Bowden, Aaron Boone discuss second base
Move would keep Larson at third
By Hal McCoy
e-mail address: email@example.com
Dayton Daily News
CINCINNATI | Aaron Boone walked into General Manager Jim Bowden's office Monday as the Cincinnati Reds' third baseman and emerged a few minutes later as the team's second baseman.
This isn't the old Abbott & Costello routine, Who's on First? (that's still Sean Casey). This is a case of finding a second-base replacement for traded Todd Walker with the least amount of disruption.
Boone was in town Monday to have his shoulder examined and popped in to see Bowden. That's when Bowden dropped The Second Base Plan on Boone, who was receptive.
Boone's father, manager Bob Boone, was home in California and unaware that his son would be told of the plan Monday, "Although it is something we have discussed."
When the Reds traded Walker (.299, 42 doubles) to Boston during baseball winter meetings in December to save $3 million, manager Boone said third baseman Brandon Larson had priority at second base and had worked at the position after the season during the instructional league.
The club now believes moving Boone to second and keeping Larson at third is easier, even though Boone hasn't played the position played so well by his older brother, Bret.
"We're going to look at it this spring," said manager Boone. "If Aaron can do it, that will give us the least amount of resistance (from other players like Larson and Barry Larkin). Aaron can make the switch. He is an athlete and should, but you don't know. We have to see how he turns the double play.
"I do know he'll cover that huge hole we had to the left side of second base," Boone added, referring to Walker's limited range.
"We can leave Larson at third so that he doesn't have to learn how to hit and play a new position at the same time in the big leagues."
It isn't a done deal.
Boone said at least four players will begin spring training working some at second base — Boone, Larson, newly acquired Felipe Lopez and Larkin.
"But we can't force it, can't force anybody to change, that would be counter-productive," said Boone, meaning it is unlikely Larkin will agree to a switch from shortstop.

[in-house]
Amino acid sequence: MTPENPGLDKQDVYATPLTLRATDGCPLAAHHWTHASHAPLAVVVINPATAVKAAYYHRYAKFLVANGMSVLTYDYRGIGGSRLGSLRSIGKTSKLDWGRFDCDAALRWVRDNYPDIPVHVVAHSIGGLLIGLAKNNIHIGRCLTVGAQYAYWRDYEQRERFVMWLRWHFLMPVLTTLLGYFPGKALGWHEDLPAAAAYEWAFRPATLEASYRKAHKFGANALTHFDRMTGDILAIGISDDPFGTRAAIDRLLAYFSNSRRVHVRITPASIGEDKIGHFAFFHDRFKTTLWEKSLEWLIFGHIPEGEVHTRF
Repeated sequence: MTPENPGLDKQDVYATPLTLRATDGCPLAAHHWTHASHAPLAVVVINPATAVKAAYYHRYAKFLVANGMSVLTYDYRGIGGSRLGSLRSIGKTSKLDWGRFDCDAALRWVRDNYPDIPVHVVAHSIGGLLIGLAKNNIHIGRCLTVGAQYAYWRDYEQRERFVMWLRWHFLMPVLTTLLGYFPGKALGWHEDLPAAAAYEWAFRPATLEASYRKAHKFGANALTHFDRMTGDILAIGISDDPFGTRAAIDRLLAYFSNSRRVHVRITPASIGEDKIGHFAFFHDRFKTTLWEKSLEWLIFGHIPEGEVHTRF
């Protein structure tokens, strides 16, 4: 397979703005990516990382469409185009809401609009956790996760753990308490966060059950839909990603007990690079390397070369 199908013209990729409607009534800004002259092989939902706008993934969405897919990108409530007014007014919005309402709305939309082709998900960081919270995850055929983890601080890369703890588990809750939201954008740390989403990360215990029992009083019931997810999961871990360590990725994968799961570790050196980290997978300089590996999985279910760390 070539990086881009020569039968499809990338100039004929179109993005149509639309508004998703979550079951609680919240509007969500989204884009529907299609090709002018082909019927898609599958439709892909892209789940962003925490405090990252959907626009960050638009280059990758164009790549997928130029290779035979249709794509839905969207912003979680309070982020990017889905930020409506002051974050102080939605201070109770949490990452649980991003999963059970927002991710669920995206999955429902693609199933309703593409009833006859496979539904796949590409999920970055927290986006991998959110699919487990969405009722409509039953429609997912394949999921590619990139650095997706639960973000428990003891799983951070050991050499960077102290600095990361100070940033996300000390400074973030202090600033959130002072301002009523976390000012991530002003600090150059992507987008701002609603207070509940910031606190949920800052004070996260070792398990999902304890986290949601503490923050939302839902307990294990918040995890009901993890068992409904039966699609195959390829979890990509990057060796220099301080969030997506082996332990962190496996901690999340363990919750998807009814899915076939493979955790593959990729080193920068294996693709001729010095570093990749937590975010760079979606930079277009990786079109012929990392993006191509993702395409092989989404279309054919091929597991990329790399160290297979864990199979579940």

"There are a lot of things we have to find out during spring training and we'll look at third hard," he added. "We think Aaron can do it. Edgardo Alfonso made the move and Aaron is a better athlete. There are a lot of scenarios, but we'll figure out the best way to go. I know we have a Gold Glover (Boone) at third base. If we go the avenue of playing Aaron at second, I don't want to have to make a defensive switch in the seventh inning and move Aaron back to third. That wouldn't be fair to him."
It is ironic that Larson is now so much in the mix that the club would move Boone. Larson, 26, was the team's No. 1 draft pick in 1997 but fell from grace and wasn't protected after the 2001 season. Any team could have claimed him, but none did and Larson signed a minor-league contract for 2002.
After undergoing Lasik surgery, Larson tore up Class AAA pitching at Louisville, hitting .340 with 25 homers and 69 RBIs in only 80 games before he was promoted on July 11. With Larkin out with injuries, Boone moved to shortstop and Larson played well at third base, well enough to earn a chance in the lineup for 2003.
"We will do a lot of mixing and matching during spring training, but Aaron is pretty pumped up about making the change," Boone added. "Whatever is best for the team. . .we have a whole lot of guys on our team who are that way."
What the club really needs, though, are a couple more starting pitchers and Boone knows it.
"Nothing that about $20 million wouldn't solve toward getting us those pitchers," Boone said. But there is no $20 million.
Contact Hal McCoy at firstname.lastname@example.org
[From the Dayton Daily News: 01.07.2003]